Alibaba Brings Silicon Valley Thinking to the Street
The Cayman Island holding company dressed in Chinese online retailer’s clothing could be huge or illegal. And investors are all in.
Wall Street and Sand Hill Road are two different thoroughfares historically dominated by two different mindsets: Manhattan’s Uber-hailing, pinstriped analysts care about performance while Sand Hill Road’s Tesla-driving, hoodied venture capitalists care about potential. Is that reductive? Absolutely, but you have to look no further than television commercials for E-Trade to see that a form of the performance-obsessed Wall Street mentality has trickled down to the masses. Average American investors check the line-graphed progress of their stocks rather than proprietary code and have more fear of abject failure than the Peter Thiels or Marc Andreessens of the world, who have war chests that allow them to lose battles and keeping fighting. Thanks to the Chinese retailer Alibaba and its charismatic founder Jack Ma, that may be about to change.
Today’s IPO is so significant because Alibaba is and isn’t a Chinese retailer – not exactly. The popular view of the business as a sort of Eastern Amazon misunderstand’s the nature of the company about to be valued at over $200 billion. Unlike Jeff Bezos, Jack Ma is in the business of moving other people’s units. Alibaba is actually more similar to eBay, which serves as an engine to sell other people’s products, but unlike eBay the site doesn’t charge a commission fee. Alibaba makes money when the businesses that use it advertise their wares and jockey for position. That matters largely because it explains why the newest company on the New York Stock Exchange isn’t exactly Chinese.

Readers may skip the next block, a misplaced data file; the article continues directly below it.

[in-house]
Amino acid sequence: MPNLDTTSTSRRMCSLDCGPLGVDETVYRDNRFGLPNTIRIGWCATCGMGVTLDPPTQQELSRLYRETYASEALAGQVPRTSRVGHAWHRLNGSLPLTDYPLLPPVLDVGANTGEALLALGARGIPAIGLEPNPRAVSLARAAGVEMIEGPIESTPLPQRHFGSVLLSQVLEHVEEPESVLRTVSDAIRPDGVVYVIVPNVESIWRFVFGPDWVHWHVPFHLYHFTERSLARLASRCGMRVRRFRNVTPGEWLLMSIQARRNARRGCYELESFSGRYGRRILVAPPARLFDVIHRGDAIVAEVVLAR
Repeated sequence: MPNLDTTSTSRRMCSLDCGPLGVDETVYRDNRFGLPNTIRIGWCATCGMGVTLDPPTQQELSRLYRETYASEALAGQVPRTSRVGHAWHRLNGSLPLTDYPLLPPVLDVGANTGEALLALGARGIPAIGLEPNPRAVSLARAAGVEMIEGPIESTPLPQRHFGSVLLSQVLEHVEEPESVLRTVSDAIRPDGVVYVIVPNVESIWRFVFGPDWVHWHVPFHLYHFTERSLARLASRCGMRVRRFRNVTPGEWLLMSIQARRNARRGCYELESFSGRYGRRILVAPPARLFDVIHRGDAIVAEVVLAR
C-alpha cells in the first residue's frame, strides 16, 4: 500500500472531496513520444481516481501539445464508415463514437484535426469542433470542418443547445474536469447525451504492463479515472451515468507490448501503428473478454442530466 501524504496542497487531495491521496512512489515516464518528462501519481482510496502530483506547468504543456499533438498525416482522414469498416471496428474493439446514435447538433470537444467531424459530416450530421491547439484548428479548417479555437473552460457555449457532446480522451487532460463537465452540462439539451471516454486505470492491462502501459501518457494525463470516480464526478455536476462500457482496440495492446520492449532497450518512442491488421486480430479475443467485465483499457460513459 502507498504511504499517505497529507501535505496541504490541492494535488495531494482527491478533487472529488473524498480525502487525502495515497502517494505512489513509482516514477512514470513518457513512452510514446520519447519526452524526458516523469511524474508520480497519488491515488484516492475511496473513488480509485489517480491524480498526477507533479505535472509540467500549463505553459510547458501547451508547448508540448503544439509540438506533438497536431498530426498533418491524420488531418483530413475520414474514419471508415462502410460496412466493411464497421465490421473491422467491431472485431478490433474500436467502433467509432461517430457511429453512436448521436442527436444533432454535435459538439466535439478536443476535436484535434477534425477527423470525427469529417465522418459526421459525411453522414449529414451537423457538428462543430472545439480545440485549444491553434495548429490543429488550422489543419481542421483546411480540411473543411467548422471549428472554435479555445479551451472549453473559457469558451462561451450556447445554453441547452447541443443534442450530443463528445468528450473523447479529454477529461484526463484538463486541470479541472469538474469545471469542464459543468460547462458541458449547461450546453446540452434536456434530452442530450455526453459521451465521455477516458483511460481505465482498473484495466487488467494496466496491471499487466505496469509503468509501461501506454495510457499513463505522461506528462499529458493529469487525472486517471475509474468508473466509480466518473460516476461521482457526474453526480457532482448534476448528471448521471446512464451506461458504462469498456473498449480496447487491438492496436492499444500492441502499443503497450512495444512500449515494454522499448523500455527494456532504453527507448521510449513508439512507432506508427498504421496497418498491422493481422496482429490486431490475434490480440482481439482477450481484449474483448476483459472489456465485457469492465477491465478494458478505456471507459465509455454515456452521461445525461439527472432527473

Americans can’t buy stock in a Chinese company because of Chinese laws against foreign investment so what brokers actually spent the morning trading were shares in Alibaba Group Holding Limited, a Cayman Islands-based entity entitled to the profits of Alibaba China, which is still basically controlled by Jack Ma. In other words, anyone investing in Alibaba is making a bet on Jack Ma as a leader and as a businessman capable of navigating the narrow alley between business and the politburo, which could shut down the whole thing by claiming the company’s structure breaks Chinese law. Ma will have to navigate the legalities surrounding international investment in a similar way Uber’sTravis Kalanick has maneuvered around cities’ livery statutes.
Investing in Alibaba is unlike investing in more mature American companies. The company has tremendous upside – 1.36 billion consumers helps – and massive potential downside. It is run by a guy most people refer to as “Crazy Jack” and it eschews the creation or sale of goods in favor of providing a service. It is, in short, precisely the sort of tech firm that receives investment from VCs rather than casual traders. The floor is low, the ceiling is high, and there is no value in physical assets. That’s exciting stuff for E-Traders, who have been watching the big money game in California from the sidelines.
Alibaba represents a chance to take a stroll on Sand Hill, but it isn’t all sunshine and jogging coeds. Investing in Alibaba is about seeing potential, but with one sort of potential comes another.
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